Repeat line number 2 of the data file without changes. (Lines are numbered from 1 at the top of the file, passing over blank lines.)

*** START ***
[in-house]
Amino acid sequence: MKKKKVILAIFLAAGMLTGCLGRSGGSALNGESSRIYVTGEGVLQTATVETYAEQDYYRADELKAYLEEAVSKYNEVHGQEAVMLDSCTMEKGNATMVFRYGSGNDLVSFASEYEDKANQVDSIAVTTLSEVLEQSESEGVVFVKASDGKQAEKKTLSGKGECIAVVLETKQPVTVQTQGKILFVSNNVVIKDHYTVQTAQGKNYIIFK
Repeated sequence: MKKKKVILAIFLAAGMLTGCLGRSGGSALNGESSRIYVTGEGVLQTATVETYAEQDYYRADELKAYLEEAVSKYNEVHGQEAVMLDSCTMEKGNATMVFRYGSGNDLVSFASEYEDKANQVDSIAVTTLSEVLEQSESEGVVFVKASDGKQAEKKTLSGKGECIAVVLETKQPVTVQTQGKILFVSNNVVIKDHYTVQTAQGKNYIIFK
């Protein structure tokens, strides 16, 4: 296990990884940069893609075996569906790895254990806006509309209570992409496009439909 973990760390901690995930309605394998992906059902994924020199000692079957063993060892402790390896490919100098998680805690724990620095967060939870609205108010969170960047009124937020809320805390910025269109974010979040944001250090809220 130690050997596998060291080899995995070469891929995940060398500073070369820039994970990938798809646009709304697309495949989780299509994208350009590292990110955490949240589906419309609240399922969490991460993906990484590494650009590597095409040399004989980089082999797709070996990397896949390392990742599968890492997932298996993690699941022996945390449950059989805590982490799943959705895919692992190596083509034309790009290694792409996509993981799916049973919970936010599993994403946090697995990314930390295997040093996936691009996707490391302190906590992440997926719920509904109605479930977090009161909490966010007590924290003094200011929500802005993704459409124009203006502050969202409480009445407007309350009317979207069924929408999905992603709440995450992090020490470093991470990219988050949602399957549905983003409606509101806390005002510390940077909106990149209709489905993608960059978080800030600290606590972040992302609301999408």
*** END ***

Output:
Amino acid sequence: MKKKKVILAIFLAAGMLTGCLGRSGGSALNGESSRIYVTGEGVLQTATVETYAEQDYYRADELKAYLEEAVSKYNEVHGQEAVMLDSCTMEKGNATMVFRYGSGNDLVSFASEYEDKANQVDSIAVTTLSEVLEQSESEGVVFVKASDGKQAEKKTLSGKGECIAVVLETKQPVTVQTQGKILFVSNNVVIKDHYTVQTAQGKNYIIFK